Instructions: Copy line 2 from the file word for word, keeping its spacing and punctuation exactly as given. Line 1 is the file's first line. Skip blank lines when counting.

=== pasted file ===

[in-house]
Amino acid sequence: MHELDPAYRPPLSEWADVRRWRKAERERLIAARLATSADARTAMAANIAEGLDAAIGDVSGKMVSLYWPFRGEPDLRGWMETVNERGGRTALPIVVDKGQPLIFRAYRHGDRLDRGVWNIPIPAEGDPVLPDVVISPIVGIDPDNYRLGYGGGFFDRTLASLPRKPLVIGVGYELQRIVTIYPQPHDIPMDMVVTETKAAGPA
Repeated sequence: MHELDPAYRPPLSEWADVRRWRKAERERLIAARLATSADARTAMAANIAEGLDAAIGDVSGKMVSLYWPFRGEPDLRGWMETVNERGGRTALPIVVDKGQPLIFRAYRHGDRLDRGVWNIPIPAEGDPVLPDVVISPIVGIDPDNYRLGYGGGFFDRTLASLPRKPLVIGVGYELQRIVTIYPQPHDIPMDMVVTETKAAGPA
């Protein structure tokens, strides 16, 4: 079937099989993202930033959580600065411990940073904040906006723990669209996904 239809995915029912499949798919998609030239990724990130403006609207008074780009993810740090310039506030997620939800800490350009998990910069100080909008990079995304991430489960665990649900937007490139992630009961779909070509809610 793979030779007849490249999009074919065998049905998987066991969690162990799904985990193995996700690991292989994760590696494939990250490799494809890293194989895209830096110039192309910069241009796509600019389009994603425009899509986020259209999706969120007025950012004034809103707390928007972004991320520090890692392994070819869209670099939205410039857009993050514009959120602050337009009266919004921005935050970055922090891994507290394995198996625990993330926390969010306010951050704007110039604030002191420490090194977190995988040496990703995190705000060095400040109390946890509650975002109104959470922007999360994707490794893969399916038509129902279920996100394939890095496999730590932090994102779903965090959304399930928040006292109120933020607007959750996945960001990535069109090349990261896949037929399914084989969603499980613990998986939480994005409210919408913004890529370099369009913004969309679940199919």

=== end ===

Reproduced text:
Amino acid sequence: MHELDPAYRPPLSEWADVRRWRKAERERLIAARLATSADARTAMAANIAEGLDAAIGDVSGKMVSLYWPFRGEPDLRGWMETVNERGGRTALPIVVDKGQPLIFRAYRHGDRLDRGVWNIPIPAEGDPVLPDVVISPIVGIDPDNYRLGYGGGFFDRTLASLPRKPLVIGVGYELQRIVTIYPQPHDIPMDMVVTETKAAGPA